< Go Back to the iBuyer Blog

Can You Sell a House With Mold?

Ryan Fink

wall from house for sale with mold

Fifty percent of buildings in North America are at high risk for mold. Knowing that you are in good company, however, doesn’t make finding mold in a home you want to sell any less panic-inducing.

Discovering mold raises a slew of questions. Can you sell a house with mold? Do you have to disclose mold when selling a house? 

Here are the facts. 

Why Mold Matters

Americans spend between 80 and 90 percent of their time indoors. This means that indoor air quality has a tremendous impact on their health and well-being. Mold can substantially reduce indoor air quality.

In sensitive individuals, it can contribute to:  

  • Brain fog
  • Fatigue
  • Depression or anxiety

Left untreated over time, mold can also cause the physical structure of a home to deteriorate. It can eat through common housing materials like drywall, leading to cosmetic issues, safety concerns, and depreciation of the home’s value. 

As a result, the presence of mold in a home can be a big deal for:

  • Buyers
  • Sellers
  • Mortgage lenders 
  • Home insurance providers 

But what does this mean for owners hoping to sell a home affected by mold?

What the Law Says

The biggest question most sellers have is “can you legally sell a house with mold?” Happily, the answer is yes. No federal or state laws prohibit owners from selling properties that contain mold. 

What laws do regulate is disclosure. Each state has its own rules about disclosure, including what sellers must disclose and how. Most commonly:

  • Sellers must denote any known defects in the home at the time of sale
  • Sellers may not actively lie about known defects when asked
  • Buyers bear primary responsibility for investigating the home and identifying potential problems 
  • Buyers may be able to take legal action against sellers post-sale if the home was substantially misrepresented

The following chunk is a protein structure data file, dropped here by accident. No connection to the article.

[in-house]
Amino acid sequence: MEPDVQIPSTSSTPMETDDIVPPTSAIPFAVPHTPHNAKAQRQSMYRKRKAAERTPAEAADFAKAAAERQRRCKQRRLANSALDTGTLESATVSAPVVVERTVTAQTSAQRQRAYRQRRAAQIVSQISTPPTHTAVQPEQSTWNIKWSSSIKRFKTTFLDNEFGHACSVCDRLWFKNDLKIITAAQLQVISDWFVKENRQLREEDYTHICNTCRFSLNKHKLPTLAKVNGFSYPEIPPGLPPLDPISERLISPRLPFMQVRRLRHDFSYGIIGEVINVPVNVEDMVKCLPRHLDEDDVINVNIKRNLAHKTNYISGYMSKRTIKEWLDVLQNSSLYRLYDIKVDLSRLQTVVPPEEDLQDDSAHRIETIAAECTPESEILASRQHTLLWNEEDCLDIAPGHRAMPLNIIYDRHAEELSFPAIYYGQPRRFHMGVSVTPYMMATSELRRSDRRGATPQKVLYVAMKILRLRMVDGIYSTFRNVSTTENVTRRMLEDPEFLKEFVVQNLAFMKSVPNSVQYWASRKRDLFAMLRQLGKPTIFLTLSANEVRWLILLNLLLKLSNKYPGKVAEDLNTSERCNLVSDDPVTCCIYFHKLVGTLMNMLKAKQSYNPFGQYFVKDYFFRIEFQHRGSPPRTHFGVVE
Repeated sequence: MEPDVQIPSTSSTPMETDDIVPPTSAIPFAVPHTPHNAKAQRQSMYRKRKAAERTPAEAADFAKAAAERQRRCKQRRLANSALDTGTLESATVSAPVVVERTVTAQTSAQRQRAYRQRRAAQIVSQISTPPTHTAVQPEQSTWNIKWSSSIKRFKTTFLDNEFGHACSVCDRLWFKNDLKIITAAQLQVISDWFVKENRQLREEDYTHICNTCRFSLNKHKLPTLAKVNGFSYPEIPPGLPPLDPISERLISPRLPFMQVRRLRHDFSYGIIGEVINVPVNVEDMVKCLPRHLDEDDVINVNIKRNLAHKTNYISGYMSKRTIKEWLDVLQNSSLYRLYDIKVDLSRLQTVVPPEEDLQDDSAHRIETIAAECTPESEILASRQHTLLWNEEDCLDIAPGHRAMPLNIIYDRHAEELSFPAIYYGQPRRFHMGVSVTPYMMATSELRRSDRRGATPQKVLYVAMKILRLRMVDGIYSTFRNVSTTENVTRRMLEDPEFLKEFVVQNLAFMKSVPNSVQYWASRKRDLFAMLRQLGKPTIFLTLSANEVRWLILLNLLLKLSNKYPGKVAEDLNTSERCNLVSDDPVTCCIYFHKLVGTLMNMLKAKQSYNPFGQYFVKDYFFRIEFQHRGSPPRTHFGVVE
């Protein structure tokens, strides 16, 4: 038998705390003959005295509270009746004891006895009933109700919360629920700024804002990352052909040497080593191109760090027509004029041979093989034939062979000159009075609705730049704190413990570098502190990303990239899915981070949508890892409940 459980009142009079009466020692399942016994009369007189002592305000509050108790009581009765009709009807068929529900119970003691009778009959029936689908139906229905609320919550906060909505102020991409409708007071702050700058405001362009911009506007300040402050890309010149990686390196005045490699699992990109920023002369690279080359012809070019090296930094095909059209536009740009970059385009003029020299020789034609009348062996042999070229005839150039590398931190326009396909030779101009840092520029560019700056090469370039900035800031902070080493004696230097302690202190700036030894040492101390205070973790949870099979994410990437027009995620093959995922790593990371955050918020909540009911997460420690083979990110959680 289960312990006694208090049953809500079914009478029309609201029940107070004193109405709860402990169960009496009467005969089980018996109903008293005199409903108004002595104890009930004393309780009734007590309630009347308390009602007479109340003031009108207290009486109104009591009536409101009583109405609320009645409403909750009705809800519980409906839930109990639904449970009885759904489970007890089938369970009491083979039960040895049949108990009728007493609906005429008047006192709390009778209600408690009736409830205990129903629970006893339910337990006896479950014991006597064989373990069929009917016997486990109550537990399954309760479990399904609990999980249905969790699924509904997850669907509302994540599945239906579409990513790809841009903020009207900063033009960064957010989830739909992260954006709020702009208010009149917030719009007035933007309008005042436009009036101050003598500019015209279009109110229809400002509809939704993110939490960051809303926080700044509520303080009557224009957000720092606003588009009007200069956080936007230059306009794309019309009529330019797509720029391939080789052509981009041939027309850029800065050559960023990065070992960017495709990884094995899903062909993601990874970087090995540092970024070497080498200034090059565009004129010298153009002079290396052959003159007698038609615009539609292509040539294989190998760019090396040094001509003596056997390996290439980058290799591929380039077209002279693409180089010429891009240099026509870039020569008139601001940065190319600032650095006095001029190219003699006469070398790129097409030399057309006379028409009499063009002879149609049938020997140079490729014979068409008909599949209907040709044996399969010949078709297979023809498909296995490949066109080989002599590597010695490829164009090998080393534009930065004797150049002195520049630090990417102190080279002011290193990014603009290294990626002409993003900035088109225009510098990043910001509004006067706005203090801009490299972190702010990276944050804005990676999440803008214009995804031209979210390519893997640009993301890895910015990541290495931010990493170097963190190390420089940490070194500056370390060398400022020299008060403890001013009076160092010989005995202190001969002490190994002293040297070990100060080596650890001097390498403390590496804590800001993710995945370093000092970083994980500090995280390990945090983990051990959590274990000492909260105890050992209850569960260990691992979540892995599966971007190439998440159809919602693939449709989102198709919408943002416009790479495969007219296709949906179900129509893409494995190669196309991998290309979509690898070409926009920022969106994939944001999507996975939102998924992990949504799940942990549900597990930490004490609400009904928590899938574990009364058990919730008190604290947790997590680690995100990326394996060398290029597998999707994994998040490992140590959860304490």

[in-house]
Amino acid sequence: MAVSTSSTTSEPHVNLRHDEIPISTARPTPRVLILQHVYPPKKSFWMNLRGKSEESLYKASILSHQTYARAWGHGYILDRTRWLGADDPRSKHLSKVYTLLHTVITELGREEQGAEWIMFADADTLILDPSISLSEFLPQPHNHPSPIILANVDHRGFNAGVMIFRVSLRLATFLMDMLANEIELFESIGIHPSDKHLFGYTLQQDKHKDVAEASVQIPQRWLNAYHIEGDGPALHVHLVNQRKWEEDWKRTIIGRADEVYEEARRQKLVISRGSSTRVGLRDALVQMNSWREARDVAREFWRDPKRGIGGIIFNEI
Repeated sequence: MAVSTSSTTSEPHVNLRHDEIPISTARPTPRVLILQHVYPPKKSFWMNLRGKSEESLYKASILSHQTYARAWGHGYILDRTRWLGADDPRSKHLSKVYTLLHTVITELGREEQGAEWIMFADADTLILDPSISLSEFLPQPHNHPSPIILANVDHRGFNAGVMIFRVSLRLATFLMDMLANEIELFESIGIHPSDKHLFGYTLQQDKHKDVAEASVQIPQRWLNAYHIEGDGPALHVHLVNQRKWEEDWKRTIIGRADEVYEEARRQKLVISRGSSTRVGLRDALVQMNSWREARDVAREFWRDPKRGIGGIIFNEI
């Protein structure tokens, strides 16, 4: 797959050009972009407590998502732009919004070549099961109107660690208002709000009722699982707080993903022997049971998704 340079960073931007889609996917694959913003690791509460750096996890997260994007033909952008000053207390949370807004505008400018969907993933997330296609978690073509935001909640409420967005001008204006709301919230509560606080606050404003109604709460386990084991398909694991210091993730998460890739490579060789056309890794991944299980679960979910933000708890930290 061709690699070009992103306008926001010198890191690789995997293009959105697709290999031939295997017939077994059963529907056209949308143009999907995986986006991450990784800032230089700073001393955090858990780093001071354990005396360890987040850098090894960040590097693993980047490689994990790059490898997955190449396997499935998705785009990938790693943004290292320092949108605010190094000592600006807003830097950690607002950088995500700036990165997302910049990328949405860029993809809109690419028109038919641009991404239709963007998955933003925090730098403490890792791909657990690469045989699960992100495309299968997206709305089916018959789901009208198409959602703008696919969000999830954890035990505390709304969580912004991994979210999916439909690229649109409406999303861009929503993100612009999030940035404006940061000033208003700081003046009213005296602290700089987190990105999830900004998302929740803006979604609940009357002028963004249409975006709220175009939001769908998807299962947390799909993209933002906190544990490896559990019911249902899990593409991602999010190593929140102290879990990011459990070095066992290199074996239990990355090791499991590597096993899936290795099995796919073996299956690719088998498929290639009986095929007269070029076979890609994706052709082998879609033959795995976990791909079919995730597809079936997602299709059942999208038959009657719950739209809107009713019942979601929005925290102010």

In practice, it is always in sellers’ best interest to disclose the presence of mold in homes even when state law does not require them to do so. 

The Impact of Mold on the Traditional Selling Process

Individual buyers can vary widely in their sensitivity to mold. While some may not notice at all, others may take one step inside a mold-contaminated home and almost immediately experience:

  • Redness and itchiness of the skin and eyes
  • Stuffy nose
  • Difficulty breathing

Disclosing mold can protect sensitive buyers from negative health impacts. It can also protect sellers. 

Failure to Disclose

In nearly every traditional sale, buyers will order a home inspection. The inspection checklist is thorough and covers:

  • Material defects
  • Major defects
  • Minor defects
  • Cosmetic defects

As a result, buyers almost always discover the presence of mold even when sellers do not disclose it. If sellers did not disclose the mold, buyers and their agents often feel deceived. This can lead to:

  • Deeper inspections to identify every problem with the property, no matter how small
  • Sales falling through
  • Sellers and their homes getting a reputation in their area as dishonest and not good to work with 

All of this can then result in enormous difficulty in selling a home. It can become challenging to sell the home at all and, when it does sell, it often does so at far below market value. 

Full Disclosure

Disclosing that a home is affected by various types of mold is not without its disadvantages. Sensitive buyers may still stay away. Interested buyers may include mold remediation requirements or discounts to the home price to cover such remediation costs in sale negotiations.

Having these conversations upfront, however, helps sellers avoid:

  • Getting a bad reputation in the market
  • Losing huge amounts of time negotiating sales that then fall through after an inspection 
  • Potential legal action by buyers who do not discover the mold until the sale is complete 
  • Running afoul of state and local laws about disclosure

Mold and Mortgages 

Selling a home with mold can also be complicated by buyers’ need to get a mortgage and home insurance.

As a rule, mortgage lenders will not give buyers loans for more than a home is worth. Mold can affect lenders’ assessment of a home’s value, both at the time of sale and long-term. This can make it challenging for buyers to secure a mortgage for a property with mold. 

At best, this delays sales and makes the entire process take longer. At worst, would-be buyers can fail to get a mortgage at all and be unable to buy the property. 

Similarly, mortgage lenders require that buyers purchase insurance on a home as part of the buying process. Insurers may be reluctant to insure homes with ongoing mold problems, as this can represent potential costs to them down the line.